Radar | Apr 08,2023
May 13 , 2023
By Bereket Balcha ( Bereket Balcha works for the Ethiopian Airlines and can be reached at (firstname.lastname@example.org) )
Amid the hustle and bustle of Africa Avenue (Bole Road) in Addis Abeba, young tech enthusiasts gathered to participate in a unique and vibrant event: "The Joy Hack."
Organised by Innovation, Collaboration, Entrepreneurship Addis Plc (Iceaddis), the event aimed to bring together diverse talents to develop innovative computer games, from arcade-style and play stations to those played on PCs and mobile devices. Incorporated in 2011, Iceaddis Plc has evolved from a start-up incubator to a platform for nurturing and collaborating with young and talented individuals.
The Joy Hack, held on the last weekend of April, was designed as a 48-hour non-stop coding, designing, and problem-solving event, providing participants with the necessary resources, including Wi-Fi, free meals, and sleeping arrangements. As the event unfolded, the participants - a mix of university students and young professionals - engaged in an intense yet collaborative atmosphere filled with anticipation and excitement.
The hackathon began around 7:00pm on Friday, and the work would continue until 6:00pm on Sunday. The venue was buzzing with activities as participants worked on their laptops, discussed game ideas, and developed computer graphics for their game characters.
Game development is a complex process combining science and art, requiring developers to create compelling stories, exciting characters, and impressive visuals. At The Joy Hack, participants enthusiastically tackled this challenge, eager to share their progress and learn from one another.
One of these was Kalab Dita, a 21-year-old computer science student at Harambee University. Kalab was working on a game set in a post-apocalyptic Addis Abeba.
A mutated virus escaped a research facility in his game, turning the city's population into dangerous, zombie-like creatures. Players control a retired marine who must navigate the treacherous streets, eliminate the mutants, and find a vaccine to reverse the mutation and restore normalcy.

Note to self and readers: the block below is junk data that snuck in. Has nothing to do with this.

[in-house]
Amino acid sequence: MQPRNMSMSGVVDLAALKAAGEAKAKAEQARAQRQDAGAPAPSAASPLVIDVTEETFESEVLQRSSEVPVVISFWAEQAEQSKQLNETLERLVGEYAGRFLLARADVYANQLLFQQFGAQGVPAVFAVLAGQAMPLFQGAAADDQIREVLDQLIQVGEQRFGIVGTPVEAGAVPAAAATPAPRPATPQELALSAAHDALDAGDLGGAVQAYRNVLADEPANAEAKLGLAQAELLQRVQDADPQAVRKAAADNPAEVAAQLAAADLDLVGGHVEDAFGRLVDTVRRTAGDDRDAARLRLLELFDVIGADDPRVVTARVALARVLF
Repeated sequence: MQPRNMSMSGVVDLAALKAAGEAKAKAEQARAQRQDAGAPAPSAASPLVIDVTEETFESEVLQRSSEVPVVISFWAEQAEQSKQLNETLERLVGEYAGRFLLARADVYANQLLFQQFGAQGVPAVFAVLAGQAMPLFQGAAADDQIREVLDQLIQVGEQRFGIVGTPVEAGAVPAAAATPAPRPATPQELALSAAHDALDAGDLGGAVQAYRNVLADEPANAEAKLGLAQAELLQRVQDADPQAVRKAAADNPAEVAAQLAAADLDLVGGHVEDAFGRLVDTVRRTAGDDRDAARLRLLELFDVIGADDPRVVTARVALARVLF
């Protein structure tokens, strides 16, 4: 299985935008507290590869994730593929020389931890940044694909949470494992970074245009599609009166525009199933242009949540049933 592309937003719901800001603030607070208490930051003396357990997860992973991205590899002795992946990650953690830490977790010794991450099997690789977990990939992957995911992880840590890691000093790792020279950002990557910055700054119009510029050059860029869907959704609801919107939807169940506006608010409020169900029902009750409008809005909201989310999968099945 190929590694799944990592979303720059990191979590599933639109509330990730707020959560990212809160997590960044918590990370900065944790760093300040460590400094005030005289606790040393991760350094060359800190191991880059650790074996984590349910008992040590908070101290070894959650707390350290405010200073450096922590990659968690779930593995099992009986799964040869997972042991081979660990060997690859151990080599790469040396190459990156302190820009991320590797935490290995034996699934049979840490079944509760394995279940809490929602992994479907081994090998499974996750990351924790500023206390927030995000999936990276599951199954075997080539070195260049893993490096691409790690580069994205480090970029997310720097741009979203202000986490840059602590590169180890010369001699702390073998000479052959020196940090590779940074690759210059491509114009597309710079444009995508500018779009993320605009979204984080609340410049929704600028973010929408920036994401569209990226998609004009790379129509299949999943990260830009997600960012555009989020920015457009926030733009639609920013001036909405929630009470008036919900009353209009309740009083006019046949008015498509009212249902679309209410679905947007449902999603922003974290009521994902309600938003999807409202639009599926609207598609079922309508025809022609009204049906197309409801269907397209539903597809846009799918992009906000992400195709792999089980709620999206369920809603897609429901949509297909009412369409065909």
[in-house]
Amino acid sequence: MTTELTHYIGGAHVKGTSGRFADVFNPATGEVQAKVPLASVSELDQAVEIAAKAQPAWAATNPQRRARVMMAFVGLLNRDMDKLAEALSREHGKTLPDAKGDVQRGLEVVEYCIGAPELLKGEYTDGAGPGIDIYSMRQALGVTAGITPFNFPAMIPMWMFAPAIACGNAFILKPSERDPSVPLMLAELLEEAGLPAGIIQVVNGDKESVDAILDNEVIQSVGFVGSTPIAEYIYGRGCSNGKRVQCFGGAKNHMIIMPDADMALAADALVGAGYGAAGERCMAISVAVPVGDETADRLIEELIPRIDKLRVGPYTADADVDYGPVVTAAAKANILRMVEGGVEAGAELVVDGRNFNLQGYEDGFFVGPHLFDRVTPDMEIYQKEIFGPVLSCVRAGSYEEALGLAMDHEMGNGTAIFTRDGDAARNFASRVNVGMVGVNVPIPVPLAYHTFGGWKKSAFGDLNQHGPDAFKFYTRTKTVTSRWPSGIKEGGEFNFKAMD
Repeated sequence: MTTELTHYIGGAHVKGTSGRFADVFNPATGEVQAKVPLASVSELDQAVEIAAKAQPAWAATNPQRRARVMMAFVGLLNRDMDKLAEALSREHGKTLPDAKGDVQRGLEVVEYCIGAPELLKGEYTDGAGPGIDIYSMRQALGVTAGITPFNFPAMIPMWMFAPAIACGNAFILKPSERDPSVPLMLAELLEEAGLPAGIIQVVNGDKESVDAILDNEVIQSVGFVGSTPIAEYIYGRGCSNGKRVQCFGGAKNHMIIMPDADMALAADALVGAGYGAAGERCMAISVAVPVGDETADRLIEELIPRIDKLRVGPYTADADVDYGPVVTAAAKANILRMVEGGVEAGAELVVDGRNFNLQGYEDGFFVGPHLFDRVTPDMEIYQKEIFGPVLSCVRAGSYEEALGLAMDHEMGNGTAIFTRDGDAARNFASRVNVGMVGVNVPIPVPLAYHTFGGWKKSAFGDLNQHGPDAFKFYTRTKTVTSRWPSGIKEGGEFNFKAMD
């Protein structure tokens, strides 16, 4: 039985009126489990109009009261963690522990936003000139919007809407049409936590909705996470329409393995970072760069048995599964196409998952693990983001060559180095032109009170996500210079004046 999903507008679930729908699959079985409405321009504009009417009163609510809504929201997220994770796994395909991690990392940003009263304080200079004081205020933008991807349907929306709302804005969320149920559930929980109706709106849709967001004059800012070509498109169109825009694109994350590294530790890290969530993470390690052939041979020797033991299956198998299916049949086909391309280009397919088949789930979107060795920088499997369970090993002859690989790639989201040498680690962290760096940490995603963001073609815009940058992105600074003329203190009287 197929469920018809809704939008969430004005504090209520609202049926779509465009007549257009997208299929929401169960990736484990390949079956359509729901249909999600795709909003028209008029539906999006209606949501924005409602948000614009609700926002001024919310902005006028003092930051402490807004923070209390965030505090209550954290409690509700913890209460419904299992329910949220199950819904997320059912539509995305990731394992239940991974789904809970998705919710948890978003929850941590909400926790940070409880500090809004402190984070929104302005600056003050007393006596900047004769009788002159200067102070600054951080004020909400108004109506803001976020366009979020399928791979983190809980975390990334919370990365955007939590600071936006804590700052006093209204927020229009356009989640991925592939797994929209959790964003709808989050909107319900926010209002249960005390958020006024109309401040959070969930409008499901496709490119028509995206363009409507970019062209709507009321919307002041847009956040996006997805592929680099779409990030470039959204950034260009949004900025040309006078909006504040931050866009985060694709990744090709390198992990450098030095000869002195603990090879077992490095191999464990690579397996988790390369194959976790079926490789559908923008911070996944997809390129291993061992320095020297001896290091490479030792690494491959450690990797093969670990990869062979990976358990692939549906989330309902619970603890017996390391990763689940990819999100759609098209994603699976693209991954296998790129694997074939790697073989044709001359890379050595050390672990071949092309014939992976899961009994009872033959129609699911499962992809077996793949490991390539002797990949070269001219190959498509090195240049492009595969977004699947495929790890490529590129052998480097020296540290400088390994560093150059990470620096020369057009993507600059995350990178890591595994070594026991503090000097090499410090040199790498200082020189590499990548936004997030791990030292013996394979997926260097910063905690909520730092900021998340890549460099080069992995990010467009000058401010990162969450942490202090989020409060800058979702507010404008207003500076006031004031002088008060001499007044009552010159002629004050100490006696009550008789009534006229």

Another participant, Alazar Ashebir, a 21-year-old student at HilCoE School of Computer Science and Technology. He was developing a game based on the historic Battle of Adwa, a momentous clash between Ethiopia and Italy. His game aimed to provide a balanced perspective, allowing players to experience the battle from Ethiopian and Italian viewpoints, although the historical outcome remains unchanged.
Like Kalab, Alazar grappled with numerous technical challenges while developing his game, showcasing the incredible talent and dedication required to excel in this field.
Throughout the weekend, participants took breaks to enjoy arcade games and engage in friendly competition. The lively atmosphere was reminiscent of the creative environments fostered by leading tech companies such as Google, which encourage fun and collaboration as drivers of innovation.
The Joy Hack competition was divided into two categories.
The first focused on developing a game prescribed by the organizers, with participants working in teams of programmers and graphic designers. These participants were predominantly experienced game developers in their mid-twenties.